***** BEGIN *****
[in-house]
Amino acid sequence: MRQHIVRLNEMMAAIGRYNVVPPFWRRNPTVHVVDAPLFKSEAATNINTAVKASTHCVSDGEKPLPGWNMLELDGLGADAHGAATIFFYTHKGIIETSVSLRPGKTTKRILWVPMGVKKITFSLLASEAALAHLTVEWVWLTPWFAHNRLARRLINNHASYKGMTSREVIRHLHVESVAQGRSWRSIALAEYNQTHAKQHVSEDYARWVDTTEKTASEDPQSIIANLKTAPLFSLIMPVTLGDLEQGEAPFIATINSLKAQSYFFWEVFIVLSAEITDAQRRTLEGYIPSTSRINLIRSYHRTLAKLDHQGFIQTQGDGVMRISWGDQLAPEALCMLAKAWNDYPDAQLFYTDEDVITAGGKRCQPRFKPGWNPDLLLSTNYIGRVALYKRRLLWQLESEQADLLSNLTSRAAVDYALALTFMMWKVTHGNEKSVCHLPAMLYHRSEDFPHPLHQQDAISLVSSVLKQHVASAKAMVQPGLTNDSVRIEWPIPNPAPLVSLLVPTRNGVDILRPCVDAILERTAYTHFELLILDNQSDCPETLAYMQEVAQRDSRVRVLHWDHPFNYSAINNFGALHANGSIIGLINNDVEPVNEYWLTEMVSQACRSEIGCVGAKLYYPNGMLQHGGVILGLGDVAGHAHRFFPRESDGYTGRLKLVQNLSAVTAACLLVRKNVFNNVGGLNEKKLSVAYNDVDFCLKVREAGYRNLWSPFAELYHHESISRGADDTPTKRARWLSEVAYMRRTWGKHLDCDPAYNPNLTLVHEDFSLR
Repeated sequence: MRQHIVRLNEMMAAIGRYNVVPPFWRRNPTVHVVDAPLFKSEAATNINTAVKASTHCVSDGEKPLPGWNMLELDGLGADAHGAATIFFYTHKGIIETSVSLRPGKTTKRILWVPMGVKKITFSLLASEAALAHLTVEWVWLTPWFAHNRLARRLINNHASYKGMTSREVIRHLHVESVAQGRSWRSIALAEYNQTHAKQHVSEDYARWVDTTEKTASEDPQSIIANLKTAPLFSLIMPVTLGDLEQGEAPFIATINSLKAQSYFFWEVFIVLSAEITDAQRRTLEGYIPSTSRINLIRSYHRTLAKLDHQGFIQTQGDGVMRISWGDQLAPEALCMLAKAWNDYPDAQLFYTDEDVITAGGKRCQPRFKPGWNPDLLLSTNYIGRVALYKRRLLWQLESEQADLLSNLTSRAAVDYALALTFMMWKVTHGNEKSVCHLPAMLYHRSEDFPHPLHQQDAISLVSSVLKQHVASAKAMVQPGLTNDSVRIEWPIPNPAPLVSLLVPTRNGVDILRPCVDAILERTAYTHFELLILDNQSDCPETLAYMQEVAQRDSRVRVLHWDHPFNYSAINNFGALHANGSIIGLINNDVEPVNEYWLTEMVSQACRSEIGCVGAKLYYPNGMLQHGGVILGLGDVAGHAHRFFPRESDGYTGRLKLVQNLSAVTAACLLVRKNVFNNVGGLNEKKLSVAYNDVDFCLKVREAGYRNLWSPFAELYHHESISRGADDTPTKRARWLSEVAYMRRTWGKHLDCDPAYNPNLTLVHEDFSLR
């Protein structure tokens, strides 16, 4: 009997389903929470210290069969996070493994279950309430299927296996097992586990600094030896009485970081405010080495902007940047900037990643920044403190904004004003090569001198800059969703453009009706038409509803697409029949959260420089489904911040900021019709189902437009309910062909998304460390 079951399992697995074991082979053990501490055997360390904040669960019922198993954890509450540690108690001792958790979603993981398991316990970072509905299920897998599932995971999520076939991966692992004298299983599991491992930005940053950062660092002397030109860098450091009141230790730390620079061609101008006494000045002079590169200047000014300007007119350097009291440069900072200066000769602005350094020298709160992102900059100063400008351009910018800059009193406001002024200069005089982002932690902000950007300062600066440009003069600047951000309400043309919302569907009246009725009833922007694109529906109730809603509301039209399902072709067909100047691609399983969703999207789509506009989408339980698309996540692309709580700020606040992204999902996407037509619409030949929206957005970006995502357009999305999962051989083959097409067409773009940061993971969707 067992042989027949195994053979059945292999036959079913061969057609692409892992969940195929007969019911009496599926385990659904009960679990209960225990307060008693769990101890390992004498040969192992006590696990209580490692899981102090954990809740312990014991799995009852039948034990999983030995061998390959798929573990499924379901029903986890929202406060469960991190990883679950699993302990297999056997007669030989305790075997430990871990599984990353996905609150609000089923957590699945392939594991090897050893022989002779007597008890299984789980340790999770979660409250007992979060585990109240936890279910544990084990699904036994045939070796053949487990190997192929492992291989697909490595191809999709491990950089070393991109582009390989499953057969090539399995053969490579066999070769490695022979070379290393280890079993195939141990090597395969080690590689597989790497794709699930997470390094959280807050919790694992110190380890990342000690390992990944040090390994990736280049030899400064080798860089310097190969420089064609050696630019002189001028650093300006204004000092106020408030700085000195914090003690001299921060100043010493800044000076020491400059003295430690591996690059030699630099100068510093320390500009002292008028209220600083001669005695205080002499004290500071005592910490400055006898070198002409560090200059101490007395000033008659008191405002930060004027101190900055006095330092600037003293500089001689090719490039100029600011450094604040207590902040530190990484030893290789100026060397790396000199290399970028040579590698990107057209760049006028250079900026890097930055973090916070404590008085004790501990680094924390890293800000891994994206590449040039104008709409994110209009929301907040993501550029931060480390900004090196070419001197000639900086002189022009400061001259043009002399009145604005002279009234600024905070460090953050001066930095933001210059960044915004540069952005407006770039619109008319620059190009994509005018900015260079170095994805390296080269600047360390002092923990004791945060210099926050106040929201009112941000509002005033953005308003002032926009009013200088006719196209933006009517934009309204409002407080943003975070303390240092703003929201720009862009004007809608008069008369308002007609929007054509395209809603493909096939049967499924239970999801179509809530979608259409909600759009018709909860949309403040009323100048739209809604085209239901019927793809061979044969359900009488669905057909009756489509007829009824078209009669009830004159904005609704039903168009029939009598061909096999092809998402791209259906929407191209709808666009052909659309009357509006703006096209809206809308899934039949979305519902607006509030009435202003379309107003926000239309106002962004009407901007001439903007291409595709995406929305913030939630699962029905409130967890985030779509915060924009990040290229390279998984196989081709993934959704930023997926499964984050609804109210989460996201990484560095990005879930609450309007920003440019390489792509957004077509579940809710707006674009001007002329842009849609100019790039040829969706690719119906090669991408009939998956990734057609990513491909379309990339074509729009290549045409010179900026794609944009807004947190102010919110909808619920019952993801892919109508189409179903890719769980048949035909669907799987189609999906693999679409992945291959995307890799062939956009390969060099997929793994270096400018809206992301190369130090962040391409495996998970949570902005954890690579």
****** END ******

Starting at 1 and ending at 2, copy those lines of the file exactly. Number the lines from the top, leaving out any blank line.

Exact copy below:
[in-house]
Amino acid sequence: MRQHIVRLNEMMAAIGRYNVVPPFWRRNPTVHVVDAPLFKSEAATNINTAVKASTHCVSDGEKPLPGWNMLELDGLGADAHGAATIFFYTHKGIIETSVSLRPGKTTKRILWVPMGVKKITFSLLASEAALAHLTVEWVWLTPWFAHNRLARRLINNHASYKGMTSREVIRHLHVESVAQGRSWRSIALAEYNQTHAKQHVSEDYARWVDTTEKTASEDPQSIIANLKTAPLFSLIMPVTLGDLEQGEAPFIATINSLKAQSYFFWEVFIVLSAEITDAQRRTLEGYIPSTSRINLIRSYHRTLAKLDHQGFIQTQGDGVMRISWGDQLAPEALCMLAKAWNDYPDAQLFYTDEDVITAGGKRCQPRFKPGWNPDLLLSTNYIGRVALYKRRLLWQLESEQADLLSNLTSRAAVDYALALTFMMWKVTHGNEKSVCHLPAMLYHRSEDFPHPLHQQDAISLVSSVLKQHVASAKAMVQPGLTNDSVRIEWPIPNPAPLVSLLVPTRNGVDILRPCVDAILERTAYTHFELLILDNQSDCPETLAYMQEVAQRDSRVRVLHWDHPFNYSAINNFGALHANGSIIGLINNDVEPVNEYWLTEMVSQACRSEIGCVGAKLYYPNGMLQHGGVILGLGDVAGHAHRFFPRESDGYTGRLKLVQNLSAVTAACLLVRKNVFNNVGGLNEKKLSVAYNDVDFCLKVREAGYRNLWSPFAELYHHESISRGADDTPTKRARWLSEVAYMRRTWGKHLDCDPAYNPNLTLVHEDFSLR